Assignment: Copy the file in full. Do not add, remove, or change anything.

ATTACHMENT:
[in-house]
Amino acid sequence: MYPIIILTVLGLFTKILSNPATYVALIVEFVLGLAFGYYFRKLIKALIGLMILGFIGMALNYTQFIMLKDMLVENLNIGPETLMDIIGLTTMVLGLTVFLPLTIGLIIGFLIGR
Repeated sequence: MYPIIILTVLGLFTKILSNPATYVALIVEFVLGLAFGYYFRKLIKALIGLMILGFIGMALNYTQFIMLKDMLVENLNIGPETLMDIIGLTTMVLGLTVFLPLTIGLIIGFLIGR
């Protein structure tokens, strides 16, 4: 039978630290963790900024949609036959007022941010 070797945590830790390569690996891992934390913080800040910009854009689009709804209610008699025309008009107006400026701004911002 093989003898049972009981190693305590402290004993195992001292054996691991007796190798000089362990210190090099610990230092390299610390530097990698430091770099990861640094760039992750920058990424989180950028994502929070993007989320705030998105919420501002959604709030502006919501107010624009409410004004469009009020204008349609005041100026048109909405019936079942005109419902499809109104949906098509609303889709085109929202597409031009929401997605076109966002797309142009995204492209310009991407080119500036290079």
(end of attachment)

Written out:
[in-house]
Amino acid sequence: MYPIIILTVLGLFTKILSNPATYVALIVEFVLGLAFGYYFRKLIKALIGLMILGFIGMALNYTQFIMLKDMLVENLNIGPETLMDIIGLTTMVLGLTVFLPLTIGLIIGFLIGR
Repeated sequence: MYPIIILTVLGLFTKILSNPATYVALIVEFVLGLAFGYYFRKLIKALIGLMILGFIGMALNYTQFIMLKDMLVENLNIGPETLMDIIGLTTMVLGLTVFLPLTIGLIIGFLIGR
């Protein structure tokens, strides 16, 4: 039978630290963790900024949609036959007022941010 070797945590830790390569690996891992934390913080800040910009854009689009709804209610008699025309008009107006400026701004911002 093989003898049972009981190693305590402290004993195992001292054996691991007796190798000089362990210190090099610990230092390299610390530097990698430091770099990861640094760039992750920058990424989180950028994502929070993007989320705030998105919420501002959604709030502006919501107010624009409410004004469009009020204008349609005041100026048109909405019936079942005109419902499809109104949906098509609303889709085109929202597409031009929401997605076109966002797309142009995204492209310009991407080119500036290079």